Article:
Queensland Institute of Medical Research (QIMR) has today announced that it is the fortunate benefactor of a $50.1 million donation by Toowoomba-based property developer, Clive Berghofer.1 It is the largest single donation in Australia, on record.2
Clive, along with Philanthropy Australia and many others, hopes that his actions will inspire others to follow suit. “There’s heaps of people with plenty of money who don’t give,’’ the 78-year-old said. “Some people want you to give, but they don’t give themselves. I like to lead by example.”3
The definition of a self-made man, Clive Berghofer left school at only 13 after struggling with what is recognised today as dyslexia. He is now one of Queensland’s richest men, and one of Australia’s leading philanthropists - though he has “never read a book.”4,5
“Some people want you to give, but they don’t give themselves. I like to lead by example.”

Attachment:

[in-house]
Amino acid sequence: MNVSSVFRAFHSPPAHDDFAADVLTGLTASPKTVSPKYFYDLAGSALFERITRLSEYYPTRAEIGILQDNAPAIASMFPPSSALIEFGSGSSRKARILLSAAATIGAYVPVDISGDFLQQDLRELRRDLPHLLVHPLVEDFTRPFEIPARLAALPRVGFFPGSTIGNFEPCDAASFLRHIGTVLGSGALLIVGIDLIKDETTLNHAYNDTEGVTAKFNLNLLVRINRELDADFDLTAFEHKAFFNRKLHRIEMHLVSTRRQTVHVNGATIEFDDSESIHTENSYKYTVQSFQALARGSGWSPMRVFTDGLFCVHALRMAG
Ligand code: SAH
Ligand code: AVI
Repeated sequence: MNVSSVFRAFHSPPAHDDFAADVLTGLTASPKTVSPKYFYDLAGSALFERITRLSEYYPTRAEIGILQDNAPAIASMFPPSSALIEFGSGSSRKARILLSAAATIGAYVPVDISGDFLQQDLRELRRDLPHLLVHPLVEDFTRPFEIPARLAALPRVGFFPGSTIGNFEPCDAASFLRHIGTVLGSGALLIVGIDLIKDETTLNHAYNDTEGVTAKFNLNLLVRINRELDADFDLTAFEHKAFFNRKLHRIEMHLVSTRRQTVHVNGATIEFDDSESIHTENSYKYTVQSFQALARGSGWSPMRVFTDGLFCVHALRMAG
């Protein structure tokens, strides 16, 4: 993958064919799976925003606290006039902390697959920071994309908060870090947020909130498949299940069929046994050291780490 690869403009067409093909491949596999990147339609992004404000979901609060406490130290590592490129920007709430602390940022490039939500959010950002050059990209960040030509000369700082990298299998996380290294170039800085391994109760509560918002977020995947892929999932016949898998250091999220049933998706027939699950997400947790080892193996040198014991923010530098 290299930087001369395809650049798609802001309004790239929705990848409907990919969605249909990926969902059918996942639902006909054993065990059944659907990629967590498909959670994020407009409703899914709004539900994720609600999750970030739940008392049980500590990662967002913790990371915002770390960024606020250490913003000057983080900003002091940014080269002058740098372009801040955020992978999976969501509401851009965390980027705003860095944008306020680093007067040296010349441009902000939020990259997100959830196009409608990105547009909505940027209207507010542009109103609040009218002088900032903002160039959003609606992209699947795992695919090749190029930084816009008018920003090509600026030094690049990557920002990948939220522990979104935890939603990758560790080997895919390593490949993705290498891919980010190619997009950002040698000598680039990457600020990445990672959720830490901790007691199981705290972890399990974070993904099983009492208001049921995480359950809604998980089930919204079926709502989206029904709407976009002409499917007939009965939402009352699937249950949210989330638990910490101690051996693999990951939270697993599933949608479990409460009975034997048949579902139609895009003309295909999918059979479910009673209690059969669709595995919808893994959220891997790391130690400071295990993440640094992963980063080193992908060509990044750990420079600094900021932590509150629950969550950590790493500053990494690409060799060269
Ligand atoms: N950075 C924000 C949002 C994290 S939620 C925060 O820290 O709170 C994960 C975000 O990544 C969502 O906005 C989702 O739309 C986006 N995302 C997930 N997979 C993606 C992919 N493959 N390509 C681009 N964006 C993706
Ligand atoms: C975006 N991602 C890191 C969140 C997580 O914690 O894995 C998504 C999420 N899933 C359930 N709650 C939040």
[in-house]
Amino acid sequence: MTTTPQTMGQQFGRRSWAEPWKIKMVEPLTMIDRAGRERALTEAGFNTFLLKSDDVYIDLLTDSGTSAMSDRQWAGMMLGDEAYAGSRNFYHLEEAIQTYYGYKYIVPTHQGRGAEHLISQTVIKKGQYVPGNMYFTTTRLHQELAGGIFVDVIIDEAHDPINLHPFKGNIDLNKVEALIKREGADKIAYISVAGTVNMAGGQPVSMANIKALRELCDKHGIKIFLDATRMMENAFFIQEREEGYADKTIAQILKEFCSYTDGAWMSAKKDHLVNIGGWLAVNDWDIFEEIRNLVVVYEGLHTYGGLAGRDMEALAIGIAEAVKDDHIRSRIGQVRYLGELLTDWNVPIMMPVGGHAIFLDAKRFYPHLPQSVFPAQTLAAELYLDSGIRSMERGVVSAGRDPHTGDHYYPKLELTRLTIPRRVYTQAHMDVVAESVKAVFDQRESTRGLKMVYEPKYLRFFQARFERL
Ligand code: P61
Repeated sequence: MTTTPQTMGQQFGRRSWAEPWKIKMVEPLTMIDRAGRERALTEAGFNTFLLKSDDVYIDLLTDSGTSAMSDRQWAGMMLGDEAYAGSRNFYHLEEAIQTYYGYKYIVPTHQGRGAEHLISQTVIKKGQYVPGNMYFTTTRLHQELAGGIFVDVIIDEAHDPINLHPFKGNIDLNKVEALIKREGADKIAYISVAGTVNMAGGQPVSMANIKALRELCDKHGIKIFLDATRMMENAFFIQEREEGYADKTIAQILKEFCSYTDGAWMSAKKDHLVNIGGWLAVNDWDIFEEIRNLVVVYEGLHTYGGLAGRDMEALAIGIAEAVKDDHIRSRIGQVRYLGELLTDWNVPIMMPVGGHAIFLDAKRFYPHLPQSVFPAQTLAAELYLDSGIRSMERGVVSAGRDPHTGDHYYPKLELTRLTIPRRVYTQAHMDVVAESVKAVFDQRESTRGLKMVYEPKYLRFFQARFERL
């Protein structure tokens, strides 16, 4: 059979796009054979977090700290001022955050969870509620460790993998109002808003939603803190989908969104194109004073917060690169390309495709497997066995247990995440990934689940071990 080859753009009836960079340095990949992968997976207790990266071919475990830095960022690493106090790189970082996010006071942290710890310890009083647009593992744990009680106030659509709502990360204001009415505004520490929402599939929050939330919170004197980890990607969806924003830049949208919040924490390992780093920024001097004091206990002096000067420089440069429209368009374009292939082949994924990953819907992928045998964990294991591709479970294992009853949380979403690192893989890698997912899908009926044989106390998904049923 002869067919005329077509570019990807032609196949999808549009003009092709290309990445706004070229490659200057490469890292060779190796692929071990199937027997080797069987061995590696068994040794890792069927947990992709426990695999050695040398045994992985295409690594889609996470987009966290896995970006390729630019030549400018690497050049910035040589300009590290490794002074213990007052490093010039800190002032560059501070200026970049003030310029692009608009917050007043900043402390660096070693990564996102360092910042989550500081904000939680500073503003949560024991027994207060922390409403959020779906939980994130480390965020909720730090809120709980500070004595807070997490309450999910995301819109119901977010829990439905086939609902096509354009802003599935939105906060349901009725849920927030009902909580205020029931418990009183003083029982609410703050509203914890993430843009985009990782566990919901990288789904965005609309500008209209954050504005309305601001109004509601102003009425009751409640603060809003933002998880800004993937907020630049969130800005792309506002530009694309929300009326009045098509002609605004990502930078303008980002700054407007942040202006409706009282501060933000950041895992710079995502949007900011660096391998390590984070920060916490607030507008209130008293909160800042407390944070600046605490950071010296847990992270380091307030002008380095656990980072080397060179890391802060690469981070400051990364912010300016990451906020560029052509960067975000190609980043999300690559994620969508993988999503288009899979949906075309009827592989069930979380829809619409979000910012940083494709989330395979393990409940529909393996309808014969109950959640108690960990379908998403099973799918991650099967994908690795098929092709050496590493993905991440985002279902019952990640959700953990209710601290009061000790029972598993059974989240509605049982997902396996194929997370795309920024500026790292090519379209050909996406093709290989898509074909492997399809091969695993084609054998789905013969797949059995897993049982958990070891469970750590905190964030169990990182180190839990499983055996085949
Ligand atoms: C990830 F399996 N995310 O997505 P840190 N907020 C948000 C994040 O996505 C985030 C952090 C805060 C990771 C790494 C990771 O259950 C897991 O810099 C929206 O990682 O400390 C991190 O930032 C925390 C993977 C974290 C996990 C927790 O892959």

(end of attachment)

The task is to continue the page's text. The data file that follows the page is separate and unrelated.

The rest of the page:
QIMR director, Professor Frank Gannon, said he was “stunned because of the scale of the generosity,” which will ensure that the Institute will be able to maintain its “world leading level of research” for at least the next 25 years.6 Such stability will enable the Institute to attract the best researchers to further cancer, infectious disease, and mental health research.7
Clive has an inspiring philanthropic record. The Cancer Research Centre, part of QIMR, already bore his name in honour of his 2001, $10 million donation. QIMR will now itself be renamed as the QIMR Berghofer Medical Research Institute, in acknowledgement of his 25 year funding commitment.
Clive has also made significant contributions to Careflight, Red Cross, St Vincent’s Hospital, Toowoomba Hospice and the University of Southern Queensland,8 and in 2006 was made a Member of the Order of Australia (AM) for service to the community, through philanthropic support of medical research, sporting and educational organisations.9
Clive’s donation of $50.1 million over 25 years tops Graham Tuckwell’s $50 million donation to Australian National University in February of this year, and American Chuck Feeney’s $50 million donation to Brisbane’s Translational Research Institute in 2009, in single donation terms.10
Aug. 07, 2013
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